We already told you about a few big new features in terms of improvements to Bluetooth coming in iOS 7: Developers will now have a standardized controller framework for hardware game controllers and new features for BLE devices that will bring Notification Center support and always-connected apps. That’s not all Apple has planned for accessory makers in the near future, below developers have reached out to explain some of the other big new features that will be available to accessory manufacturers with iOS 7 and Mavericks…

Open AirPlay Audio:

One big change for accessory makers coming soon is open AirPlay audio. Apple’s MFi program was previously restrictive to certain devices, such as audio receivers and Bluetooth speakers, for example. We’ve heard Apple is planning to make AirPlay audio an “open program”, meaning developers will now be allowed to implement AirPlay audio functionality on any hardware platform of choice.

Other audio related features included in iOS 7: Input selection (allowing devs to select which input, i.e. a headphone mic or the device’s mic). It will also let them select a certain mic on multi-mic devices. Multichannel enhancements bring support for discovering audio channel labels (like left and right) and setting a specific number of output and input channels. iOS 7 will also now require devs to ask permission for audio recording.

Wi-Fi-Configuration-iOS7Configuring Wi-Fi accessories: 

Apple is planning to implement a new way to configure Wi-Fi accessories in iOS 7 and Mavericks. Previously, users would have to plug a third-party Wi-Fi accessory into a physical port in order to be prompted to download a third-party app for configuring the device. Now, Apple will let users find and configure the accessories entirely over Wi-Fi, without having to plug in the device, directly from within Wi-Fi settings in the Settings app and System Preference (or its menu bar item) on Mavericks. This is similar to the experience Apple has offered with its own AirPort products. You’ll also be able to install any companion apps for the accessory during the setup process.

New Apple-designed Hearing Aid technology

We’ve heard Apple will be rolling out a new Apple-designed hearing aid technology using Bluetooth Low Energy that will significantly improve the hearing aid experience when paired to an iOS device. Apple already has its MFi program for Bluetooth and other hearing aid products, but products using a new Apple-designed hearing aid technology over BLE are on the way. Products using the technology will be coming out this year in both hearing aid and cochlear implants. The BLE technology will support both audio and data, providing possibilities such as the ability for doctors to adjust a patient’s hearing aid remotely.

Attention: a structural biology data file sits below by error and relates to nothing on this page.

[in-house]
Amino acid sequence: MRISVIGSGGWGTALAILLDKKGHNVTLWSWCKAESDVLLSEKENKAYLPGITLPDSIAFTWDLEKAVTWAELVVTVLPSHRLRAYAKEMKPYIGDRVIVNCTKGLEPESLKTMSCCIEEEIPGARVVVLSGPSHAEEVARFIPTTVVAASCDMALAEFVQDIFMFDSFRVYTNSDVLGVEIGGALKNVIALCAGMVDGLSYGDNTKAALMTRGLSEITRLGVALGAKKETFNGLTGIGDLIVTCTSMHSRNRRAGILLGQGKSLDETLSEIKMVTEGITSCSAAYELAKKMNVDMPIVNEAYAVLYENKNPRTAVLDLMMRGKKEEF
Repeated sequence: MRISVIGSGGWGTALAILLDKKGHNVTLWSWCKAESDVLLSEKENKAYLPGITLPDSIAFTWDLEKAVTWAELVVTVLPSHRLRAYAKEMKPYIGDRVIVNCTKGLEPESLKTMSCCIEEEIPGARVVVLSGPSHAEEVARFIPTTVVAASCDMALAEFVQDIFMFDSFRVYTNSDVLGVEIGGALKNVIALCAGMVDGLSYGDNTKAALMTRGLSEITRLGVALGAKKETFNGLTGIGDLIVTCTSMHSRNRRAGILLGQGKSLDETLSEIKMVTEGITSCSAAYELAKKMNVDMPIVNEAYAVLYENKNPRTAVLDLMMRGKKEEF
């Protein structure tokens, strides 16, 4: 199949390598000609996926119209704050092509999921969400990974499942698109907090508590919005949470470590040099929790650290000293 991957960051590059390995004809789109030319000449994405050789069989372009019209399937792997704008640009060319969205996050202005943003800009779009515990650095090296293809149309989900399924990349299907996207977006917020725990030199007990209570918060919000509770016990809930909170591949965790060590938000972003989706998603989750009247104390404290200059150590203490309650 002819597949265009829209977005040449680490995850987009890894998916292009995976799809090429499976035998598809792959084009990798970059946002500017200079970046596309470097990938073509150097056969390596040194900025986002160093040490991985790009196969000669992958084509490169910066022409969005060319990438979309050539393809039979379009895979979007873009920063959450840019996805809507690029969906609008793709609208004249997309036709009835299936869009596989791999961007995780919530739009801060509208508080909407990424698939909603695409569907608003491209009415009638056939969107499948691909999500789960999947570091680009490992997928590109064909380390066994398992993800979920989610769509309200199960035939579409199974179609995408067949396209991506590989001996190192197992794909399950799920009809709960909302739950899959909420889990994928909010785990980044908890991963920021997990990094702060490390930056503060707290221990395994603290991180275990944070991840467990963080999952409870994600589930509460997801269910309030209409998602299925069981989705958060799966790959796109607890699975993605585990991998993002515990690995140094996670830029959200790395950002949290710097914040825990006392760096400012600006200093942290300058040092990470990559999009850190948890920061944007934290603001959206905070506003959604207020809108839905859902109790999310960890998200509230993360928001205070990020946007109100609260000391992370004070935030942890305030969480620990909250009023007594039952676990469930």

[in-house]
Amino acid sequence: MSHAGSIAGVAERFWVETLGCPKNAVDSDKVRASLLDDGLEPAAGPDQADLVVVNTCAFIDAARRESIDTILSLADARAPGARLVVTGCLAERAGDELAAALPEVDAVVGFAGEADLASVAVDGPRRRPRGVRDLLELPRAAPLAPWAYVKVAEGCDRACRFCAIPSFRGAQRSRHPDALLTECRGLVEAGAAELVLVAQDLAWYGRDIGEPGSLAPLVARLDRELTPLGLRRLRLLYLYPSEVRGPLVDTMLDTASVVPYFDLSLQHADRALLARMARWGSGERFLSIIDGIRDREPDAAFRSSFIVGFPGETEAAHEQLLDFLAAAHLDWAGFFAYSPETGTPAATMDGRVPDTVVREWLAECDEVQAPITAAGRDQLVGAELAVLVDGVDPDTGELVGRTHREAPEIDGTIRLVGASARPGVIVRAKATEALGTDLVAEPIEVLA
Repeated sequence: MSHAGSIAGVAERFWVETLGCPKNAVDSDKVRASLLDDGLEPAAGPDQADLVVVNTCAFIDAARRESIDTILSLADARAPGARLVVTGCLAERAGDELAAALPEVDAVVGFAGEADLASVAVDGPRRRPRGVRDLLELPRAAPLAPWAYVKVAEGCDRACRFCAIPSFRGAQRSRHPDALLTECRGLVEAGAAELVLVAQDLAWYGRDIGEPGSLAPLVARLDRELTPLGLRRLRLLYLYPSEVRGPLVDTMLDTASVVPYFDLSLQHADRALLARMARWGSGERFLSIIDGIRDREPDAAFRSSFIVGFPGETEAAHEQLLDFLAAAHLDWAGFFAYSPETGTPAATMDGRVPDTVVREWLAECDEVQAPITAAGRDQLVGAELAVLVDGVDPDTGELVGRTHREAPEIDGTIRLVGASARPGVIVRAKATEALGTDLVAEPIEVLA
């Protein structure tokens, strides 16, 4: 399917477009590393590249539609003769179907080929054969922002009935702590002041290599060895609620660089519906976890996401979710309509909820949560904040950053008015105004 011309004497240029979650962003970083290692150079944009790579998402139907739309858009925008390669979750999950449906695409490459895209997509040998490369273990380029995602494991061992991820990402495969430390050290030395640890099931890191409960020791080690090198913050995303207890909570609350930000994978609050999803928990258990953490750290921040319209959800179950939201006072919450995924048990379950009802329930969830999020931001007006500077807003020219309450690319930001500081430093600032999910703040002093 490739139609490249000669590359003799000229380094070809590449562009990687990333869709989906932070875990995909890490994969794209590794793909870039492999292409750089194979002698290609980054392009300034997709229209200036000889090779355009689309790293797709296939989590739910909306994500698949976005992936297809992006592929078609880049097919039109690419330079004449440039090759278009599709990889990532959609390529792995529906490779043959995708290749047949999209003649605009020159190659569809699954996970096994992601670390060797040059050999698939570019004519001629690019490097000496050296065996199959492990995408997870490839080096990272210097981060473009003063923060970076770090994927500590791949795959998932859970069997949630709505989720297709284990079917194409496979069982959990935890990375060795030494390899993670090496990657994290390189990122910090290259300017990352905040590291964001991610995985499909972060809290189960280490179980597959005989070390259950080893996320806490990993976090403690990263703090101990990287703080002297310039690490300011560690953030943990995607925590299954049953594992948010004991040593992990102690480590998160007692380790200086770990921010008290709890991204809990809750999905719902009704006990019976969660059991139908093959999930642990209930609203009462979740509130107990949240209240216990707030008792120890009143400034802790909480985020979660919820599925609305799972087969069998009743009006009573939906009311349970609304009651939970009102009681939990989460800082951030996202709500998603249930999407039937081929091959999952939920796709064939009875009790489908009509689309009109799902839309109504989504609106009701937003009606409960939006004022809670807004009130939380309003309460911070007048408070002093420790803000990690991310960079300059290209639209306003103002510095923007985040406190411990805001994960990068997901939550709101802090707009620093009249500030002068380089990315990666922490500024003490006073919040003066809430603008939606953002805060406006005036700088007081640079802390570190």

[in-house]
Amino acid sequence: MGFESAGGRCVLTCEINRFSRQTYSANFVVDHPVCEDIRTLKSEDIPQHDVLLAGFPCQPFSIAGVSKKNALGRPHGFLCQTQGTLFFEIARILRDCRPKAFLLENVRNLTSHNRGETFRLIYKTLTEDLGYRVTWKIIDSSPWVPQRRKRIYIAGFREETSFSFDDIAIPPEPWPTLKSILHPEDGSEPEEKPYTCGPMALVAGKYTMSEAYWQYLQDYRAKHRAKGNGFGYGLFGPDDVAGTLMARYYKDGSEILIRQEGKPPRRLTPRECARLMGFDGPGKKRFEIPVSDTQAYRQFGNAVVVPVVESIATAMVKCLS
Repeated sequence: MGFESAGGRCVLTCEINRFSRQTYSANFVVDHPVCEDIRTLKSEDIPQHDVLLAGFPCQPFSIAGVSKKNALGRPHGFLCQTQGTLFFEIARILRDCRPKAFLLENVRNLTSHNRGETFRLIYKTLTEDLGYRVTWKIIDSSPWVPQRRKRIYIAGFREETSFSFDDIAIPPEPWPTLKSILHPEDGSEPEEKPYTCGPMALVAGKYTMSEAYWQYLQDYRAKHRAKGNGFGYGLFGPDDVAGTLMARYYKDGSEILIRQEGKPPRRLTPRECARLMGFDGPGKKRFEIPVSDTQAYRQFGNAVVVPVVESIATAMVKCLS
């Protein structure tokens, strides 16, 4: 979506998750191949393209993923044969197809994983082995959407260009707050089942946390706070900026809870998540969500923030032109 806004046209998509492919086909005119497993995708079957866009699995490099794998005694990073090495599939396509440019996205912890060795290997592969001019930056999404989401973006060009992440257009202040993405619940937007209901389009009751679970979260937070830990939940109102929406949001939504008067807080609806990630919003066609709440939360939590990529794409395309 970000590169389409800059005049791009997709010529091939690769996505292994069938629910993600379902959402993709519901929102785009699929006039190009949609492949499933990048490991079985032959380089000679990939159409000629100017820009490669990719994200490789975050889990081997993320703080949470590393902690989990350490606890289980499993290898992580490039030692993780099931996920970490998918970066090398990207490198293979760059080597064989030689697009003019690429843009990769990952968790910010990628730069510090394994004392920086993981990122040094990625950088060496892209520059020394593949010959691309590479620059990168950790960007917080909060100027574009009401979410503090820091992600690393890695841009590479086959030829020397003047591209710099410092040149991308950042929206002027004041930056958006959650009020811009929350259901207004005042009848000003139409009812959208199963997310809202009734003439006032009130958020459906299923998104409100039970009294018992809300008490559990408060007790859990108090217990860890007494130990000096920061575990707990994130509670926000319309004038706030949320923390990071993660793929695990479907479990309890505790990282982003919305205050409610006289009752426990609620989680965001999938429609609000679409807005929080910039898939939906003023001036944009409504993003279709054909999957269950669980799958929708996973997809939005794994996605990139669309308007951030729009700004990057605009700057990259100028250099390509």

Improved Device Management:

Apple is making it easier for developers to create Bluetooth LE devices with native support for the “HID over GATT profile” in iOS 7 and Mavericks, which is the first time Apple has supported BLE profiles on iOS and OS X. This will allow BLE products like keyboards and controllers to connect directly to iOS or OS X and be natively managed by the OS. As the Bluetooth SIG put it, it “means OEMs can commercialize ultra-efficient Bluetooth Smart devices that last years without changing batteries.”


We’ve heard Apple has some big improvements to Proximity related services in iOS 7. While it doesn’t exactly seem to be aimed at accessory makers initially, Apple is planning iOS to iOS proximity services over BLE using core location. This sounds a lot like the iBeacons feature Apple mentioned in a slide during its keynote. This would allow one iOS device to send information to another based on proximity– imagine entering a store and getting immediately notified of location specific information for the store.

Apple is certainly making some big steps towards enabling the next-generation of BLE and Wi-Fi accessories for iOS devices, and we suspect it has some big plans for its iBeacons proximity features with retailers and other third-parties. In case you missed it: Apple is also enabling full Notification Center access and a new Preservation and Restoration service that will mean big improvements for low energy Bluetooth products in the months to come.

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About the Author

Jordan Kahn

Jordan writes about all things Apple as Senior Editor of 9to5Mac, & contributes to 9to5Google, 9to5Toys, & He also co-authors 9to5Mac’s Logic Pros series.